All About the Breed Broholmer
Have you recently fallen for the Broholmer or do you simply love rare breeds? Learn all about the breed here, including: Breed History, Personality Traits, Train-ability, Benefits and Disadvantages of the Breed, and Common Health Concerns.
Also known as the Denmark Mastiff, the Broholmer is friendly and protective breed.
But how do you know whether you are ready to purchase a pet and if this breed is right for you?
This information is absolutely necessary in making the decision to purchase a pet.
The origin of the Broholmer can be traced back to 18th century Denmark. Enthusiasts believe the breed to have descended from such dogs as the Old English Mastiff and the Bloodhound, though this has never been proven scientifically or otherwise.
Throughout its history, the Broholmer has been most commonly used for hunting and tracking large game such as deer, guarding livestock against predators such as wolves, and as a watch and guard dog, proving its superior abilities to work while providing protection and companionship.
The destruction of World War II threatened complete extinction of the Broholmer. Credited for saving the breed is The Society for Reconstruction of the Broholmer Breed, a group made up of breeders and enthusiasts, who worked endlessly to gather breed-able specimens and repopulate the breed to the stable numbers it remains at currently.
Today, while the Broholmer has attained a regional popularity as a working and companion dog, the breed remains rather rare outside of its native Denmark.
Best known for its loyal and protective nature, the Broholmer is willing to do anything necessary in order to protect its owner and territory. These dogs thrive on strong and dependable human relationships. The Broholmer is highly intelligent, naturally obedient, and generally easy to train.
As a pet, the Broholmer is obedient, loyal, loving, and affectionate. This breed is not suited for apartment or full-time indoor living, as it enjoys spending time outdoors, taking long walks, and playing games such as fetch and tug-of-war.
Due to its need for human relationships and willingness to learn, the Broholmer generally responds well to basic training and commands. These dogs are very bright, and have the ability to learn to perform most any task their trainer is willing to take the time to teach.
Establishing immediate dominance, trust, and respect is key to successfully training the Broholmer. This breed requires a confident, patient, and strong handler with a stern yet gentle approach to repetitive exercises and tasks.
Benefits and Disadvantages of the Breed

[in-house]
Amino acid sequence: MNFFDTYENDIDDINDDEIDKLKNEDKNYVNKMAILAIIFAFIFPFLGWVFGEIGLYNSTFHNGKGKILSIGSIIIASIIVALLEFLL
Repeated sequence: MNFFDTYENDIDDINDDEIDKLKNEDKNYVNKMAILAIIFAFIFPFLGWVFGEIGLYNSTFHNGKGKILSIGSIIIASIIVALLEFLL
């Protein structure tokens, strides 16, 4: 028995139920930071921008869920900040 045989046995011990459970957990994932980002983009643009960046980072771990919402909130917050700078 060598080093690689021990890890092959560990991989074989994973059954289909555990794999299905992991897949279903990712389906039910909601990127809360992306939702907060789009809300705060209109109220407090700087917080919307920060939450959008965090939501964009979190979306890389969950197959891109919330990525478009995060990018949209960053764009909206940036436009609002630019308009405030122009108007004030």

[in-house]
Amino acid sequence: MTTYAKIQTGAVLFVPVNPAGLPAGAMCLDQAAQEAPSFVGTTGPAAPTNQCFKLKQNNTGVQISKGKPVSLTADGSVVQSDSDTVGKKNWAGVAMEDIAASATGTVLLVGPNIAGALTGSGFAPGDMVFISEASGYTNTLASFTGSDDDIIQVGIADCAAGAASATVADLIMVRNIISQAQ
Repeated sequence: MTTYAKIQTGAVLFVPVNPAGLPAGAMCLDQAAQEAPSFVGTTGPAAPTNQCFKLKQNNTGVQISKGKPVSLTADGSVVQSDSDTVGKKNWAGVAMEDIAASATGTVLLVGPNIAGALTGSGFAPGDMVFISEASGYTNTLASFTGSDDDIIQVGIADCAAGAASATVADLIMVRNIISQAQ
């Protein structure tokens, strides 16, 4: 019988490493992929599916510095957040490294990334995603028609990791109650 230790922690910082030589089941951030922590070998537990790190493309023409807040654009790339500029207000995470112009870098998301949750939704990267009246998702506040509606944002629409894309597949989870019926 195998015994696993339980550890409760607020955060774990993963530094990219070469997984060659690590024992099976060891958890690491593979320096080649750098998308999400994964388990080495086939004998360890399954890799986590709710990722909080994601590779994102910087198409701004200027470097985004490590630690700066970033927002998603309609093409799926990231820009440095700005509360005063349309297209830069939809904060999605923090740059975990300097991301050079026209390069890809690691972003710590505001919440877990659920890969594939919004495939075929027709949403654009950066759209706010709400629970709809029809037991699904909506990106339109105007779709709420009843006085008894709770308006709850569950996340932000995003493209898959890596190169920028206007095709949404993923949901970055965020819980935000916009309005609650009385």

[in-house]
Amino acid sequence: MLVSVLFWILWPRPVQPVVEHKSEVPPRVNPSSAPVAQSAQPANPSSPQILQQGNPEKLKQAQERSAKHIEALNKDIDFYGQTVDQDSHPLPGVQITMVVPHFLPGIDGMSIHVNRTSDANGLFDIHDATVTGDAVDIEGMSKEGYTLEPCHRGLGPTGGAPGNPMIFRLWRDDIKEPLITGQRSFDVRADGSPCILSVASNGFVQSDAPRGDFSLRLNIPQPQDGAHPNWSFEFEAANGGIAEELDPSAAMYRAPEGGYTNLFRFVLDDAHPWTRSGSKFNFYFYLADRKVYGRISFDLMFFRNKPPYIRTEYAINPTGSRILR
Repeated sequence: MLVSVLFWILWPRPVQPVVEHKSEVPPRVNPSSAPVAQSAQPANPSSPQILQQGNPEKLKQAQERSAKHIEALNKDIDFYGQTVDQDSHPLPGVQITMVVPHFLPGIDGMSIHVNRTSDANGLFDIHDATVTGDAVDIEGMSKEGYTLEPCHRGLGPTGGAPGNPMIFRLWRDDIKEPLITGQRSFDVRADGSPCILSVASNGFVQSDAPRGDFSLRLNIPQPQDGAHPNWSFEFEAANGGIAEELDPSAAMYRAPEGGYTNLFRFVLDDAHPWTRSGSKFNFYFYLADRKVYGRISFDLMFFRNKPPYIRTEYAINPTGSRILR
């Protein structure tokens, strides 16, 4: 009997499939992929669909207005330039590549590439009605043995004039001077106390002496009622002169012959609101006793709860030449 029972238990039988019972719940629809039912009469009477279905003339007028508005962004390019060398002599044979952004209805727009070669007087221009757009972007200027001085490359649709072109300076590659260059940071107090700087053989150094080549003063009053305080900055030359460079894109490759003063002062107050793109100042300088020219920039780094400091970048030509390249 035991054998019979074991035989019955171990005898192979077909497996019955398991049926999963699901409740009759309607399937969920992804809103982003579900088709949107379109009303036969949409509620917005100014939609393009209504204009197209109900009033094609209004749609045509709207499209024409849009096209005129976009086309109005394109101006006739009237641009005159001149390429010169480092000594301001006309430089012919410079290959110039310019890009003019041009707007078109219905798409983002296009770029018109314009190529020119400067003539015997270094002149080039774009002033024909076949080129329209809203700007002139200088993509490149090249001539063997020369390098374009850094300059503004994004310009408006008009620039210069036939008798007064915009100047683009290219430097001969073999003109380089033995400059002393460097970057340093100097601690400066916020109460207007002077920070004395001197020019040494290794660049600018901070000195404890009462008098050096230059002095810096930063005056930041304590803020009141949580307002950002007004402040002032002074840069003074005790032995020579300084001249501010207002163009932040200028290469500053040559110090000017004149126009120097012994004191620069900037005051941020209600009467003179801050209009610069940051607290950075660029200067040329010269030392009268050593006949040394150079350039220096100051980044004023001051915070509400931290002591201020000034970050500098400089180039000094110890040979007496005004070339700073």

There are many benefits to owning a Broholmer, such as its no hassle, low maintenance coat. These intelligent dogs are easy to train, obedient by nature, and capable of learning to perform many impressive tricks and tasks. When properly socialized from a young age, the Broholmer gets along well with children and other pets, known for its gentle approach to small children.
These dogs are alert and territorial, making effective watch and guard dogs by announcing the arrival of guests and unwanted visitors, and serving as a deterrent to would-be intruders. The Broholmer is obedient, loyal, loving, and affectionate, making an excellent working dog, family pet, and companion alike.
Unfortunately, there are also disadvantages to owning a Broholmer. This athletic and active breed requires large amounts of daily exercise and room to run and play. Anyone wishing to purchase this breed lacking the adequate amount of time and space to dedicate to the dog is strongly advised against doing so.
A Broholmer not receiving the proper amount of exercise and space will often act out by destroying property, chewing, digging, barking, whining, and ignoring basic training such as housebreaking.
The Broholmer has a strong instinct to hunt and will occasionally indulge in a good chase. When on the run, these dogs are rather quick, and may pose a threat to other animals, neighborhood pets, and small woodland creatures. This breed must be leashed or properly secured at all times when outdoors.
As previously mentioned, the Broholmer remains rather rare outside of its native Denmark and can prove difficult to obtain. Individuals seeking to purchase this breed often encounter such challenges as inability to locate a breeder, high prices, and being placed on long waiting lists.
Common Health Concerns
While the Broholmer is typically known as a healthy and hearty breed, they do suffer from a few health problems, including: hip dysplasia, primary lens luxation - dislocation of the lens, hearing problems sometimes leading to deafness, glaucoma, distichiasis - ingrown eye lashes, sensitivity to anesthesia, obesity, and bloat.
Now that you know all about the breed, do you think you are ready to own a Broholmer?
Remember, purchasing a pet is a big decision and should be discussed thoroughly and seriously with your entire family.